Health for all is the theme of the World Health Organization’s World Health Day, and a new ISO committee recently formed aims to help.
Health matters, and access to health services, quality care and safe medical practices and equipment is a fundamental right for everyone, everywhere. Good health and well-being are also one of the UN Sustainable Development Goals, the United Nations’ new roadmap to improve people’s lives by 2030.
World Health Day is part of the World Health Organization’s (WHO) drive to support countries in moving towards Universal Health Coverage,
Not only is the WHO one of our key partners, but we have more than 1 300 International Standards that focus on health across all kinds of sectors, from public health and medical devices to health informatics and traditional medicines.
ISO technical report ISO/TR 14639, Health informatics – capacity-based eHealth architecture roadmap, for example, provides best-practice guidance on the implementation and use of information and communication technology, and a framework for health authorities to use when building their own eHealth architecture, leading to better public healthcare services.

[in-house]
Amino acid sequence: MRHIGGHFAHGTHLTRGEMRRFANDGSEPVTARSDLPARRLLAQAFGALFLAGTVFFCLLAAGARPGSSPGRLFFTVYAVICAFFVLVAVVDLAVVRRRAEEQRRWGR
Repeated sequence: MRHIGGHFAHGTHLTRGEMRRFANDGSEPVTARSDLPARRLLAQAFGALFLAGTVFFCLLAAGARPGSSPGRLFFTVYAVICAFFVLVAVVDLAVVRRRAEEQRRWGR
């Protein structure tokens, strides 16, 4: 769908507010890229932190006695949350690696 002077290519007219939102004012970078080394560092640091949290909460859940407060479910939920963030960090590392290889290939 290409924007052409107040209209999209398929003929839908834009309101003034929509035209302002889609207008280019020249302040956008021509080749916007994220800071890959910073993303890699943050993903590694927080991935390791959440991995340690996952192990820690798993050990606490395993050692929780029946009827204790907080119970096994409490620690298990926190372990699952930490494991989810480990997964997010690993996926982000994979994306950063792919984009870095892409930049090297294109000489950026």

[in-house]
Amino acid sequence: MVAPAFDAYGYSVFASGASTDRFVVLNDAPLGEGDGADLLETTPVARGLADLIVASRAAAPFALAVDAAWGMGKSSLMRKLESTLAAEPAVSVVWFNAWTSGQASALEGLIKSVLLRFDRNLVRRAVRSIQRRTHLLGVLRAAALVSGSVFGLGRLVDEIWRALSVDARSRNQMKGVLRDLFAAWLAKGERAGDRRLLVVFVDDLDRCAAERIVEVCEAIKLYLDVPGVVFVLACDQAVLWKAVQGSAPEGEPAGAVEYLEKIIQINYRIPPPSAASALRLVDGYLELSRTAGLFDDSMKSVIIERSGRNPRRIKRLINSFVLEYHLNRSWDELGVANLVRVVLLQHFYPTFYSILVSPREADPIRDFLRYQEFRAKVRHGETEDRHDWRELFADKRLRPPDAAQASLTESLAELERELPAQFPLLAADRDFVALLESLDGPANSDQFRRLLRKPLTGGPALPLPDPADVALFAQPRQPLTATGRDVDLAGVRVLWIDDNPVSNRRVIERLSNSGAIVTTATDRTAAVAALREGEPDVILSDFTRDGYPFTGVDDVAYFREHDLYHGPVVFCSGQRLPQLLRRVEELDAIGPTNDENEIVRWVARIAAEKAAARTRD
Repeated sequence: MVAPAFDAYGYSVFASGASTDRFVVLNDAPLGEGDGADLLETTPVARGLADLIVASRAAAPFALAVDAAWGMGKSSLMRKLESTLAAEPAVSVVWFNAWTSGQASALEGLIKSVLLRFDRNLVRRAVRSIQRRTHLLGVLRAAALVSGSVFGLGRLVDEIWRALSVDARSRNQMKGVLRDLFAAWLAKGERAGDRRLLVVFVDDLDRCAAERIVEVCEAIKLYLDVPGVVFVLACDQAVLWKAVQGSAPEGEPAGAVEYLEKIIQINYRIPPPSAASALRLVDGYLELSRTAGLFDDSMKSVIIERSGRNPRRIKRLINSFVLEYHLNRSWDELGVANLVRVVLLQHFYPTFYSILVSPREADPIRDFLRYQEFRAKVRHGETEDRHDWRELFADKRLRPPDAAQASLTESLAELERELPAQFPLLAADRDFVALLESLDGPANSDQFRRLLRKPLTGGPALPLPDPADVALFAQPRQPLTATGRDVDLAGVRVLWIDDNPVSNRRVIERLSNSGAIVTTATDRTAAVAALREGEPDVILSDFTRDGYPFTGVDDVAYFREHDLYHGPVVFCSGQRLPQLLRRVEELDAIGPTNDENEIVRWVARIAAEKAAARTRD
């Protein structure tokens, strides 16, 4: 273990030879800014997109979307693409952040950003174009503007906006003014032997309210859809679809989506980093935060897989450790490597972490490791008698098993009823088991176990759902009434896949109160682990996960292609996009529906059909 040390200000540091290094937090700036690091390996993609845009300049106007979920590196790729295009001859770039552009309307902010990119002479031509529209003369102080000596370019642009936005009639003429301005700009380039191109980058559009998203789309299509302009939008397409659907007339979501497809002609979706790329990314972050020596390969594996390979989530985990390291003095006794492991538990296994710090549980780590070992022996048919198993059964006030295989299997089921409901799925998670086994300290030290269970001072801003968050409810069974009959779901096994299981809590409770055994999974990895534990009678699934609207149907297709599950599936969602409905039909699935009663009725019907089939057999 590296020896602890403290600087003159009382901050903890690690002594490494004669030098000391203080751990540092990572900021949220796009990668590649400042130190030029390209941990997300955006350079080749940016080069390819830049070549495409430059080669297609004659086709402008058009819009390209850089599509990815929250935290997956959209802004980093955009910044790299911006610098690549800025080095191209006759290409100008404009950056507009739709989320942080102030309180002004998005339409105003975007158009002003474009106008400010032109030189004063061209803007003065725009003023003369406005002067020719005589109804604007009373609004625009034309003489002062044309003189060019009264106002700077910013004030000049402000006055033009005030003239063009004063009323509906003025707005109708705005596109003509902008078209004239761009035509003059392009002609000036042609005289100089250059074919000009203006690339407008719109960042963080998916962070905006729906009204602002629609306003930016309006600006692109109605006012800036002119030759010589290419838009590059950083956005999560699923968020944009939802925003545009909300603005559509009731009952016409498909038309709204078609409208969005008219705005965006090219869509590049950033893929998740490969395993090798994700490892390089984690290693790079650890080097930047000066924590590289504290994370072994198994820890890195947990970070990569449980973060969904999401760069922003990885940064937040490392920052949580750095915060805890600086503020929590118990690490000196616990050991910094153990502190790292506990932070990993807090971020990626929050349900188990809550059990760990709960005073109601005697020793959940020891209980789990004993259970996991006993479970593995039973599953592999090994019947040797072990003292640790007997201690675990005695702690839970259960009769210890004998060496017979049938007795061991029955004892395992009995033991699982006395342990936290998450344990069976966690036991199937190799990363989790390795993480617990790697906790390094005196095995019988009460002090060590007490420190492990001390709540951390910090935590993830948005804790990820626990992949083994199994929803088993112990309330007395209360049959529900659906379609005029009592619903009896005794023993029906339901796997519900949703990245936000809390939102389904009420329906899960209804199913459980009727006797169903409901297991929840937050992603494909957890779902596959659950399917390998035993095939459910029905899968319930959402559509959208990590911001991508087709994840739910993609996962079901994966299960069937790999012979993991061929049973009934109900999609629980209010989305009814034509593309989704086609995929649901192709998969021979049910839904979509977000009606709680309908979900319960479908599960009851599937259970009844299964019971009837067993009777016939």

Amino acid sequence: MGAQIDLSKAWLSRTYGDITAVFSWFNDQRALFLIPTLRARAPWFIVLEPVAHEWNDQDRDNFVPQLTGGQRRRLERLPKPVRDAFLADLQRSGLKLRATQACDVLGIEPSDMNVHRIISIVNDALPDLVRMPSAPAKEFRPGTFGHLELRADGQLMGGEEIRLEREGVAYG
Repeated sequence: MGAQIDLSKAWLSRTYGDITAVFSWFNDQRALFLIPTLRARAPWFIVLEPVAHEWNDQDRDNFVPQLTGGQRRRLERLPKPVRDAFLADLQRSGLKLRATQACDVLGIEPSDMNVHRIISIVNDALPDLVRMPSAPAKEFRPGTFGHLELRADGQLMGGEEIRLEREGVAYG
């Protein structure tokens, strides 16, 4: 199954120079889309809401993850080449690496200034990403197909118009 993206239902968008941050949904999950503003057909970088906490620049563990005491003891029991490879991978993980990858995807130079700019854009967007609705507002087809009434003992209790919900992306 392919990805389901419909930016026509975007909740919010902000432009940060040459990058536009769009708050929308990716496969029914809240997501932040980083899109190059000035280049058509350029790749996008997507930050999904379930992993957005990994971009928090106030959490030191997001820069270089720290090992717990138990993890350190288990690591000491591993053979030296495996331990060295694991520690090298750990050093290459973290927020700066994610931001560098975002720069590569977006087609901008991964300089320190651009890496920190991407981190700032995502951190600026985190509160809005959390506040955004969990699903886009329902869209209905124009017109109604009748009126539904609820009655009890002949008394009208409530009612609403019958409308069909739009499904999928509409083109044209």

In addition, standards like ISO 13485, Medical devices – Quality management systems – Requirements for regulatory purposes, help ensure medical devices meet all the regulatory requirements for quality.
What’s more, a new ISO technical committee has recently been formed to help reduce global healthcare costs of health facilities. Lee Webster, Secretary of ISO/TC 304, Healthcare organization management, said a number of standards are currently in development to help them improve their effectiveness and reduce waste.
“Healthcare organizations account for around 10 % to 20 % of the world’s GDP,” he said, “and the lack of standardization in their organization management practices means there is room for improvement, particularly across international boundaries.
“A new series of standards in development will help to reduce waste, improve data transparency and improve interdisciplinary cooperation, resulting in better healthcare at lower costs. What’s more, recent research suggests patient satisfaction and outcomes are also improved in well-managed healthcare environments. So everyone wins.”
- Medical devicesQuality management systemsRequirements for regulatory purposes
- Health informaticsCapacity-based eHealth architecture roadmapPart 1: Overview of national eHealth initiatives
- Health informaticsCapacity-based eHealth architecture roadmapPart 2: Architectural components and maturity model